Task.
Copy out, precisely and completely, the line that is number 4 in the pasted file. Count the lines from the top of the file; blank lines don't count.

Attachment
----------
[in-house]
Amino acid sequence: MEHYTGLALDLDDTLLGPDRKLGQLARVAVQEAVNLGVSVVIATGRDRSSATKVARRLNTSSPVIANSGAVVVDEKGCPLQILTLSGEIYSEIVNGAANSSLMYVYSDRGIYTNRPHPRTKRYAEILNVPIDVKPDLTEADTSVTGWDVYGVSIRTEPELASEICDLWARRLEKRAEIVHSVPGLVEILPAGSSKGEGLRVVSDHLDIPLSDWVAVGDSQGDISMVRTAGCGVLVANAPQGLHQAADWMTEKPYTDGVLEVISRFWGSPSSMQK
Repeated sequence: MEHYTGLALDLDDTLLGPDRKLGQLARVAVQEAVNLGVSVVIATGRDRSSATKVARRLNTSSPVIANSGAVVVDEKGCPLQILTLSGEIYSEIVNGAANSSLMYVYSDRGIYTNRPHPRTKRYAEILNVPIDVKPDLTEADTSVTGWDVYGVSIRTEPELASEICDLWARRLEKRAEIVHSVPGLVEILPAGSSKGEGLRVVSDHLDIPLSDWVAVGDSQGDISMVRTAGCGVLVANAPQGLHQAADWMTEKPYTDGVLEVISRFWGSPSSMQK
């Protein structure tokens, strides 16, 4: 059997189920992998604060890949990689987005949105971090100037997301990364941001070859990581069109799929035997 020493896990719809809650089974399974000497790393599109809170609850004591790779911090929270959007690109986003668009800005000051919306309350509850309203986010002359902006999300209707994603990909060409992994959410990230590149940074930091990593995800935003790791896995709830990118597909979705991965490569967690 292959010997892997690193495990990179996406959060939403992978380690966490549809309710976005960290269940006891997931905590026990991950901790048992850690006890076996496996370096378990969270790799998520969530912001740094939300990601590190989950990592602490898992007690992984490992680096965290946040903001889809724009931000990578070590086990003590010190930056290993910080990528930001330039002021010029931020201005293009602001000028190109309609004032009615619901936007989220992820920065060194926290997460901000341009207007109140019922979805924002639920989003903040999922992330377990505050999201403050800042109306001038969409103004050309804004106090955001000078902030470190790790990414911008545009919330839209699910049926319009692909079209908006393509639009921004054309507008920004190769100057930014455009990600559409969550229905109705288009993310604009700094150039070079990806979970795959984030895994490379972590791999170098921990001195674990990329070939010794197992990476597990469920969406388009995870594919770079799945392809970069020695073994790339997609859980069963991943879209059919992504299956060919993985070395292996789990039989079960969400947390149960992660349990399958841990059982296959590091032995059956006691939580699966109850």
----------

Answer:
């Protein structure tokens, strides 16, 4: 059997189920992998604060890949990689987005949105971090100037997301990364941001070859990581069109799929035997 020493896990719809809650089974399974000497790393599109809170609850004591790779911090929270959007690109986003668009800005000051919306309350509850309203986010002359902006999300209707994603990909060409992994959410990230590149940074930091990593995800935003790791896995709830990118597909979705991965490569967690 292959010997892997690193495990990179996406959060939403992978380690966490549809309710976005960290269940006891997931905590026990991950901790048992850690006890076996496996370096378990969270790799998520969530912001740094939300990601590190989950990592602490898992007690992984490992680096965290946040903001889809724009931000990578070590086990003590010190930056290993910080990528930001330039002021010029931020201005293009602001000028190109309609004032009615619901936007989220992820920065060194926290997460901000341009207007109140019922979805924002639920989003903040999922992330377990505050999201403050800042109306001038969409103004050309804004106090955001000078902030470190790790990414911008545009919330839209699910049926319009692909079209908006393509639009921004054309507008920004190769100057930014455009990600559409969550229905109705288009993310604009700094150039070079990806979970795959984030895994490379972590791999170098921990001195674990990329070939010794197992990476597990469920969406388009995870594919770079799945392809970069020695073994790339997609859980069963991943879209059919992504299956060919993985070395292996789990039989079960969400947390149960992660349990399958841990059982296959590091032995059956006691939580699966109850």